# #009 What Counts as Available Time?

### Defining dentists and hygienists' available time, and crafting the algorithm and code we can use to count it

*Hello, and welcome back to The Deliberate Practice. We are currently working on calculating financial and time numbers in a dental practice. When we are done this, we will be able to calculate dollars per hour for all of our providers. This is going to help us understand how our providers are each contributing to the practice. If you want to start at the beginning, I recommend checking out Season 1.*

Last week, we talked about some reasons why it can be challenging to define *available time*, *productive time*, and *downtime*. We looked at some examples of doctor and hygiene schedules. And we chatted about how these numbers can sometimes mislead us.

Today, we are going to review one example of what calculating available time can be challenging. Then we are going to look at a way of defining *available time* that gives us insight into our practice, while also encouraging our providers to get in, get the job done, and get out. And finally, we will look at the algorithm and code we can use to count this automatically for us.

**The Big Idea**

Counting time should be simple. It’s not—unless we make good choices.

**Learning Goals**

What makes counting available time challenging?

How can we write an algorithm and code that will count this for us?

How can we define available time in a way that encourages the behaviours we want?

## A Simple, Challenging Example

This example builds on what we looked at last week. Without digging too much into the details, let’s take the time to notice some of the problems with counting available time.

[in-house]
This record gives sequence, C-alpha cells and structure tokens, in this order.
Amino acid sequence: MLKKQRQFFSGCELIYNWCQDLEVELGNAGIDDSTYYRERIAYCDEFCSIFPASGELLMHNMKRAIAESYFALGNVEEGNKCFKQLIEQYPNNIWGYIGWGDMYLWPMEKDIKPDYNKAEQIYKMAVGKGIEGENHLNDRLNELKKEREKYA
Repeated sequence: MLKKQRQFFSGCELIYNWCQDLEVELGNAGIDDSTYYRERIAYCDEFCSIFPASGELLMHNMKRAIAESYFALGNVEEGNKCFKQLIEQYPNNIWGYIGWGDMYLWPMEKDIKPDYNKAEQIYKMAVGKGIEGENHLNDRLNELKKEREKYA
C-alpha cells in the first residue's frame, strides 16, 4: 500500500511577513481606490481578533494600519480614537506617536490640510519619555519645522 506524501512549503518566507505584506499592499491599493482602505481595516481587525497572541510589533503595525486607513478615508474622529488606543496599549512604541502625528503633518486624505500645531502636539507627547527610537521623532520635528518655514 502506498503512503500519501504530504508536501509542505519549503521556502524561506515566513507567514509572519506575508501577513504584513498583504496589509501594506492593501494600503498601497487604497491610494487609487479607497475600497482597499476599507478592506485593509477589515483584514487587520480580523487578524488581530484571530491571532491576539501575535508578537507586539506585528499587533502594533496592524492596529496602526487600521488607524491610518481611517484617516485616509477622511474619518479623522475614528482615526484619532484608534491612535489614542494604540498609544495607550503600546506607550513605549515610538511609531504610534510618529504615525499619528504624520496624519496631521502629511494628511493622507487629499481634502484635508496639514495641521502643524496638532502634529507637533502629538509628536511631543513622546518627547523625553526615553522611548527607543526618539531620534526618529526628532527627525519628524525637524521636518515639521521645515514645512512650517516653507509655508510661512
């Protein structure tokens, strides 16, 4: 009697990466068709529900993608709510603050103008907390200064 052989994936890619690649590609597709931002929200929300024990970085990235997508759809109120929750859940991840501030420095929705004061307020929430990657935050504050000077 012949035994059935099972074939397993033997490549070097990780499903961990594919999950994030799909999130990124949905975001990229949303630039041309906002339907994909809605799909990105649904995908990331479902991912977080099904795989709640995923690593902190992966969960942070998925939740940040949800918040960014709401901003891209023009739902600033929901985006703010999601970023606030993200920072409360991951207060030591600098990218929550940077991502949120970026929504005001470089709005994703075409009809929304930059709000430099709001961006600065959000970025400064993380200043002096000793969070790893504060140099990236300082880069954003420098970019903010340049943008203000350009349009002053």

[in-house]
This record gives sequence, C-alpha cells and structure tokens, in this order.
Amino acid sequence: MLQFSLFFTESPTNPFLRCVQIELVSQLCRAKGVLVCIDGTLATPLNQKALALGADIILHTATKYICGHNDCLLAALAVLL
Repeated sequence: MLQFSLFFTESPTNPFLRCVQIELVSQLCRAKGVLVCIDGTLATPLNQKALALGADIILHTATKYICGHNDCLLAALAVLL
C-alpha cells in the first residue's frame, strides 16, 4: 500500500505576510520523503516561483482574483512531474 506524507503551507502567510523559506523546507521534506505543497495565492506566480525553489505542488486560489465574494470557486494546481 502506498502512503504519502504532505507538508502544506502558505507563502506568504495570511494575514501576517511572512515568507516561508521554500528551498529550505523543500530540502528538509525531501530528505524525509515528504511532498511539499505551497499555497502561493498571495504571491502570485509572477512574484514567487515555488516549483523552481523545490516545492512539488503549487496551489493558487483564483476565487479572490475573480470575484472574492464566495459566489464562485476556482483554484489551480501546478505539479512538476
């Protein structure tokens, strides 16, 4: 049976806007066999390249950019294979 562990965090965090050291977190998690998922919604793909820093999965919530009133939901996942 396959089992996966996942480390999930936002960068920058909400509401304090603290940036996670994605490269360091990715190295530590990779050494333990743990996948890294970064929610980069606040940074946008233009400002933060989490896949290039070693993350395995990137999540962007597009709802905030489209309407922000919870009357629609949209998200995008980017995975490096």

Doctor A’s schedule starts at 8 am, but her first patient doesn’t arrive until 8:30 am. Her schedule doesn’t finish until 12 pm, but someone blocked her schedule from 11 am - 12 am, to make it look like she was unavailable.

Doctor B’s schedule goes from 12 pm to 8 pm. Or does it? The first patient doesn’t arrive until 1 pm, and the last patient leaves just before 6 pm. This was less than a 5-hour day, and so it doesn’t technically require a 30-minute lunch. However, someone booked

*two*30-minute lunches in the schedule. This artificially reduces both available time and downtime.The hygienist’s schedule has a whole bunch of blocked time, artificially reducing available time and downtime.

Really, the big question, is **why**? There is no rhyme or reason to any of this. There are no rules around what constitutes a valid break or not. Another big question is, how do we calculate available time for Doctor B? He’s working out of two chairs at the same time. Does that mean he should have twice the available time? If so, what do we do about those lunch breaks that are in one chair, but not the other?

We’ve been playing around with this for a few years. And sometimes our definitions would come up with weird results. For example, if we could available time as the 8-hour day, but we count all appointments in all columns as productive time, then we could have a day where productive time is higher than available time.

## An Elegant Solution: The “Unionized Schedule”